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Quantity adjustment

In economics, the concept of quantity adjustment refers to one possible result of supply and demand disequilibrium in a market, either due to or in the absence of external constraints on the market. In the textbook story, if the quantity demanded does not equal the quantity supplied in a market, price adjustment is the rule: if there is a market surplus or glut (excess supply), prices fall, ending the glut, while a shortage (excess demand) causes price rises. However, instead of price adjustment or, more likely, simultaneously with price adjustment quantities may adjust: a market surplus leads to a cut-back in the quantity supplied, while a shortage causes a cut-back in the quantity demanded. The "short side" of the market dominates, with limited quantity demanded constraining supply in the first case and limited quantity supplied constraining demand in the second.

Economist Alfred Marshall saw market adjustment in quantity-adjustment terms in the short run. During a given "market day", the amount on the market was given -- but it adjusts in the short run, a longer period: if the "supply price" (the price suppliers were willing to accept) was below the "demand price" (what purchasers were willing to pay), the quantity in the market would rise. If the supply price exceeded the demand price, on the other hand, the quantity on the market would fall.

Quantity adjustment contrasts with the tradition of L on Walras and general equilibrium. For Walras, (ideal) markets operated as if there were an Auctioneer who called out prices and asked for quantities supplied and demanded. Prices were then varied (in a process called tatonnement or groping) until the market "cleared", with each quantity demanded equal to the corresponding quantity supplied. No actual trading was allowed until the market-clearing price was determined. In Walras' system, only price adjustment operated equate the quantity supplied with the quantity demanded.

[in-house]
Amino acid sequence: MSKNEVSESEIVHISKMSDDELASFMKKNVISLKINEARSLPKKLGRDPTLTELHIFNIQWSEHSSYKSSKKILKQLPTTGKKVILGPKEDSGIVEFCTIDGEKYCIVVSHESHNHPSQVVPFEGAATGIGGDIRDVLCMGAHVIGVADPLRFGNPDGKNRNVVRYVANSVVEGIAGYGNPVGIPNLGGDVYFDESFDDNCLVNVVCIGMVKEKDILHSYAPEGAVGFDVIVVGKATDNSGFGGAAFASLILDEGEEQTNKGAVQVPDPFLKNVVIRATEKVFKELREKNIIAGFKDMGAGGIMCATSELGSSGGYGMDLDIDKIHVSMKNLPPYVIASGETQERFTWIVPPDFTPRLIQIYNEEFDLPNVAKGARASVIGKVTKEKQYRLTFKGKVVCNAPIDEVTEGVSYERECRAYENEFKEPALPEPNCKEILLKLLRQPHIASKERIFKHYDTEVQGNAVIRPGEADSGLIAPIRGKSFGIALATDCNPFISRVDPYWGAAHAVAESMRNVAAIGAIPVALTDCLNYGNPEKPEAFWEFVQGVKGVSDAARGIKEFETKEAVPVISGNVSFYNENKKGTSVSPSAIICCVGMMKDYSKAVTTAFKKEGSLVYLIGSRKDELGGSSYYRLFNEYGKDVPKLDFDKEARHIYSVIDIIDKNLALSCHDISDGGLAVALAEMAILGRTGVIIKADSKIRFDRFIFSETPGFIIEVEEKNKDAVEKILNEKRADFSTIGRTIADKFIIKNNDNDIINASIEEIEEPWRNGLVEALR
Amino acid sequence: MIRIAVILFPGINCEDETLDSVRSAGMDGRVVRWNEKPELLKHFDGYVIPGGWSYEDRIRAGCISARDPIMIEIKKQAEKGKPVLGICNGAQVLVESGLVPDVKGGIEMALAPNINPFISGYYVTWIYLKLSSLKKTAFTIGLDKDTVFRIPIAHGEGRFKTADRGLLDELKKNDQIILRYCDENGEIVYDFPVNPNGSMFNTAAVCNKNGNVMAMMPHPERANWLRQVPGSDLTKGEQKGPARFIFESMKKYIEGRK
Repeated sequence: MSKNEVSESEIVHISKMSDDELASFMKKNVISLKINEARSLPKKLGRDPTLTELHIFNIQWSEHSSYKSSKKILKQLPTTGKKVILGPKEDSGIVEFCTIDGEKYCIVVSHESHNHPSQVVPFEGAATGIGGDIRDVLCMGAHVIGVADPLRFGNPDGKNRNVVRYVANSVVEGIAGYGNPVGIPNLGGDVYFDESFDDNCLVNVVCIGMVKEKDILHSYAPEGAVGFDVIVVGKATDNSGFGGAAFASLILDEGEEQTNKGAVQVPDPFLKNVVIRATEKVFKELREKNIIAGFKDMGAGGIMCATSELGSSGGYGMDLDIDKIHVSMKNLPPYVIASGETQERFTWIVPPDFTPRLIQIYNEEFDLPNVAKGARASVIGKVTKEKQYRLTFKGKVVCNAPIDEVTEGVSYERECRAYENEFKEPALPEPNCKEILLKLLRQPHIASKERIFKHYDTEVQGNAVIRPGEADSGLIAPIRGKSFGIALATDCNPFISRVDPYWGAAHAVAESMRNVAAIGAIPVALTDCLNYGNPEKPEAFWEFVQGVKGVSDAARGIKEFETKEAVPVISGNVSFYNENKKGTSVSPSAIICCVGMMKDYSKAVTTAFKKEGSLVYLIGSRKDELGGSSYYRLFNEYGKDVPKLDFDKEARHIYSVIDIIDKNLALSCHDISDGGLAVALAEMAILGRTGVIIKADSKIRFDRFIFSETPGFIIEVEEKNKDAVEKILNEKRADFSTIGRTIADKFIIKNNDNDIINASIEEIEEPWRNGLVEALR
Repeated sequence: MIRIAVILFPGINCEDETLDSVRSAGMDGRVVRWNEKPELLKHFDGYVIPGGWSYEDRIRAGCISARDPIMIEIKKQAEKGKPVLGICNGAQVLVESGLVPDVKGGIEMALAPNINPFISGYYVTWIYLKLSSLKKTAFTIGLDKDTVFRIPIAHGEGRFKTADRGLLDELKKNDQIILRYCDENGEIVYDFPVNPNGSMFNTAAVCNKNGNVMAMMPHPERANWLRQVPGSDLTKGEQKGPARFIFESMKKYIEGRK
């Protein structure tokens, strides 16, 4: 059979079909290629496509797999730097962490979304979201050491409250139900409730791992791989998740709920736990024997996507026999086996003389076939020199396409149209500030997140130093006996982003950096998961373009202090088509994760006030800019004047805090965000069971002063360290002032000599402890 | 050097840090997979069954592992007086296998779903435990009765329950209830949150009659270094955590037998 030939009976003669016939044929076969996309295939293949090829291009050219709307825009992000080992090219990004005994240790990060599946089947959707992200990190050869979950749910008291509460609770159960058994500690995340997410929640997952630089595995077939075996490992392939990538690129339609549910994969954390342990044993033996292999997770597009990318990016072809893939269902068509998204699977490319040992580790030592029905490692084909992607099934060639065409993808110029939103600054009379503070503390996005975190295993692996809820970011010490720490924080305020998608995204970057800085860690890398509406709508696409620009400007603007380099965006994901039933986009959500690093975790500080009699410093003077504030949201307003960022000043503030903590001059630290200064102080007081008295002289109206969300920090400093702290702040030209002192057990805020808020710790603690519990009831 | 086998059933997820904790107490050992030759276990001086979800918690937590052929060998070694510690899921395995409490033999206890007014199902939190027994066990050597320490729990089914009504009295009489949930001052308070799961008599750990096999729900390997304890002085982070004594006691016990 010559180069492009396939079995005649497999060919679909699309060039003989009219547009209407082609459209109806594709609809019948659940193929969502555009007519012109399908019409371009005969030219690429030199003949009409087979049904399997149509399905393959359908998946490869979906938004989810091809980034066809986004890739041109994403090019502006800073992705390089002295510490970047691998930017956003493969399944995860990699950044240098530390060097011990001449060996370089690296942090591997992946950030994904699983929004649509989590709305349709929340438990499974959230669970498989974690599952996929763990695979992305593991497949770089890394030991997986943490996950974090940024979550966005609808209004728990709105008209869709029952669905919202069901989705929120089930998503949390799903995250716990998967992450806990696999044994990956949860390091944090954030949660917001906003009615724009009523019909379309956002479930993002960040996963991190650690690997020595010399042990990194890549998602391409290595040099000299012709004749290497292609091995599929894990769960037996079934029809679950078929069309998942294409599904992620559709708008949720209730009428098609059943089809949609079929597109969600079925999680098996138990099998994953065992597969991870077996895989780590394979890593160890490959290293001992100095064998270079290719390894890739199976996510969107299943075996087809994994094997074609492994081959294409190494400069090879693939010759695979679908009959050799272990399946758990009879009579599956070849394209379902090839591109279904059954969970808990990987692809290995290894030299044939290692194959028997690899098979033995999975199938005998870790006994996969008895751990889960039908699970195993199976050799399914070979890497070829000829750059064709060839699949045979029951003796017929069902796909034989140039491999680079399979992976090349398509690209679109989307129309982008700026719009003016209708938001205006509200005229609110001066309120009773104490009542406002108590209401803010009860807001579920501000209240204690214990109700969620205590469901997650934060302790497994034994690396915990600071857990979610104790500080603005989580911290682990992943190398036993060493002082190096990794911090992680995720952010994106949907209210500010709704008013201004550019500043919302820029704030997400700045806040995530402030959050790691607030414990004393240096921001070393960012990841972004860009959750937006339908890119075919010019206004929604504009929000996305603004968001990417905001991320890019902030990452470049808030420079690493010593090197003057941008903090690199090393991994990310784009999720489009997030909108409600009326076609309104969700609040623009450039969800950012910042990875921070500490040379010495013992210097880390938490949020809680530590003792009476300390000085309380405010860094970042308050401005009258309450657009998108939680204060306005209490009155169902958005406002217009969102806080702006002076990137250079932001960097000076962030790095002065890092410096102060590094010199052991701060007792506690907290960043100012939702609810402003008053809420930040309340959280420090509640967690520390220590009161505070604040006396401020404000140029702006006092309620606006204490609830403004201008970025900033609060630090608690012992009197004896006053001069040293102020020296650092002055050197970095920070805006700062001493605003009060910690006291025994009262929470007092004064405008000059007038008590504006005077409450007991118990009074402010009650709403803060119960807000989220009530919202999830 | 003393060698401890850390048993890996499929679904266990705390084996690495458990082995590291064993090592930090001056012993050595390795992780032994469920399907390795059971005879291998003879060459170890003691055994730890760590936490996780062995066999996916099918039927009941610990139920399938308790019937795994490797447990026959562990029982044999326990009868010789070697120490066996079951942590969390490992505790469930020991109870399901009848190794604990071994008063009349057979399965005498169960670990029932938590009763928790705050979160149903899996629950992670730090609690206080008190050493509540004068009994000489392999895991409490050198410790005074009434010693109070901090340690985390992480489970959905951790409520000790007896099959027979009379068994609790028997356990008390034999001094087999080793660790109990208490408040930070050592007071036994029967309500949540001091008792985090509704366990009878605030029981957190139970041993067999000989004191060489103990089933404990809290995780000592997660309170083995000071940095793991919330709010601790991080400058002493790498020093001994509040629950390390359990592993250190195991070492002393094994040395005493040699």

A simple model for price adjustment is the Evans price adjustment model, which proposes the differential equation

\frac{dp}{dt} = k (D-S),

which says that the rate of change of price is proportional to the difference in supply and demand. This equation predicts that if demand exceeds supply, price will increase, and vice versa, and also captures the market equilibrium occurring when supply and demand are balanced.

References

vi: i u ch nh Walras






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